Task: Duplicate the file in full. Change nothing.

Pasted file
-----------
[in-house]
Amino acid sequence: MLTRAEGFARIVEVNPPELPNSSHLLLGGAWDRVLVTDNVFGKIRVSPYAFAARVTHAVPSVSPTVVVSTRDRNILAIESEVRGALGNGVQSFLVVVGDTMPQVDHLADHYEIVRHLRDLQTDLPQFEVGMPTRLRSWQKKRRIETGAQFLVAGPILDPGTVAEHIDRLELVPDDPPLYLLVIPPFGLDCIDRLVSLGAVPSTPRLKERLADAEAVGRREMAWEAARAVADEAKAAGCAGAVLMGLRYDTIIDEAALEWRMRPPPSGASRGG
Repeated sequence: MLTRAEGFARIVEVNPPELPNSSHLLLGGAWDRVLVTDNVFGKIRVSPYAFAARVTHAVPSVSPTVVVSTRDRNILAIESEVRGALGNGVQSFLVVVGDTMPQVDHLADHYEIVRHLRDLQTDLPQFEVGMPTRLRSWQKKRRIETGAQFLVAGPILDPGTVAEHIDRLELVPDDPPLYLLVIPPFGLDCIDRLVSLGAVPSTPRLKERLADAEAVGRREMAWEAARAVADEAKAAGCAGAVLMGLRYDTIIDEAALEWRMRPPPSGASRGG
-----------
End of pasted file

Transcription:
[in-house]
Amino acid sequence: MLTRAEGFARIVEVNPPELPNSSHLLLGGAWDRVLVTDNVFGKIRVSPYAFAARVTHAVPSVSPTVVVSTRDRNILAIESEVRGALGNGVQSFLVVVGDTMPQVDHLADHYEIVRHLRDLQTDLPQFEVGMPTRLRSWQKKRRIETGAQFLVAGPILDPGTVAEHIDRLELVPDDPPLYLLVIPPFGLDCIDRLVSLGAVPSTPRLKERLADAEAVGRREMAWEAARAVADEAKAAGCAGAVLMGLRYDTIIDEAALEWRMRPPPSGASRGG
Repeated sequence: MLTRAEGFARIVEVNPPELPNSSHLLLGGAWDRVLVTDNVFGKIRVSPYAFAARVTHAVPSVSPTVVVSTRDRNILAIESEVRGALGNGVQSFLVVVGDTMPQVDHLADHYEIVRHLRDLQTDLPQFEVGMPTRLRSWQKKRRIETGAQFLVAGPILDPGTVAEHIDRLELVPDDPPLYLLVIPPFGLDCIDRLVSLGAVPSTPRLKERLADAEAVGRREMAWEAARAVADEAKAAGCAGAVLMGLRYDTIIDEAALEWRMRPPPSGASRGG